b. Kassel, Germany, 1930
The day of departure from Germany for me and my family had finally arrived. It was August 30;, 1939. For months, my father had been planning for our leaving, hoping that our quota number would be among those listed for emigration to America. Actually, he would have taken us to Palestine or South America or Shanghai just to get us out of Germany, but my mother only wanted to go to America because some of our family had already emigrated there.
When the notification from the American consul finally came, there was much jubilation in our house. Arrangements were quickly made for packing our furniture, linens, and china for shipments to America. The Germans did not permit Jews to take any valuables or money out of the country, but we were allowed to take any amount of household goods and clothing. I remember that my mother bought clothing for me in several sizes so that I would have it to wear once we arrived in our new home.
We traveled from Berlin to Bremen, where we were to meet my brother and together board the ship which would take us across the Channel to Liverpool. My father had made arrangements to take my brother shopping for clothes prior to boarding the ship. However, my brother was late and arrived just in time for all of us to go through German customs for a final examination before boarding.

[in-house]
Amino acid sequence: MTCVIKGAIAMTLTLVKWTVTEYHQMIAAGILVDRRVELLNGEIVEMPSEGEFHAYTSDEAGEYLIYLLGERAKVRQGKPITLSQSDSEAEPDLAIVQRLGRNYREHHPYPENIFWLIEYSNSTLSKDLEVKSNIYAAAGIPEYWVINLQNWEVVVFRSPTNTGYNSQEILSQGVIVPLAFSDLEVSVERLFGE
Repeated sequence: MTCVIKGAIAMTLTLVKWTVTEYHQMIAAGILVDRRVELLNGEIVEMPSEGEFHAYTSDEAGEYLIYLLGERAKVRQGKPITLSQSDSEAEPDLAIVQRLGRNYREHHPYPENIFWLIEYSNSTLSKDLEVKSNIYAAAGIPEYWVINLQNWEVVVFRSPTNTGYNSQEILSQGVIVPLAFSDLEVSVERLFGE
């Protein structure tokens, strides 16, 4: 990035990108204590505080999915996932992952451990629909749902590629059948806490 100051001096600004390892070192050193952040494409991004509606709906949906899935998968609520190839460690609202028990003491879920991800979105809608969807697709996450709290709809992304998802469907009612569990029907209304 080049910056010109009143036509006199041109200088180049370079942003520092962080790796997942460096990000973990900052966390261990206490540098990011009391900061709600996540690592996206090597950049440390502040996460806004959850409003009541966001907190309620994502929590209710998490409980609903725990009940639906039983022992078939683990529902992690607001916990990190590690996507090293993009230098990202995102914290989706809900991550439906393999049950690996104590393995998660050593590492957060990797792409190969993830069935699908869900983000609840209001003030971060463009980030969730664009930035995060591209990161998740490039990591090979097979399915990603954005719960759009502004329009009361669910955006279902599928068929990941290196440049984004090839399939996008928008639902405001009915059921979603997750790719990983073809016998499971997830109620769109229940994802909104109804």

My father was the first to be called by the uniformed SS men. They told him to take everything out of his pockets. When they opened his wallet, they discovered that it contained 300 marks instead of the 40 marks (10 marks per person) that he was allowed to take out of the country.
Without another word they grabbed him and took him away. My mother screamed and started to sob and, of course, I cried too.
My brother was too scared to move because he realized that it was all his fault. If he had arrived on time, Papa would have shopped with him and spent the extra money. Instead, Papa was so upset that he completely forgot about the extra marks in his wallet.
We waited. My mother's tears stained the lapels of the pale gray suit that she was wearing.
Meanwhile, my father was being stripped and searched. They even cut the soles off his shoes to check whether he had hidden any money there. My father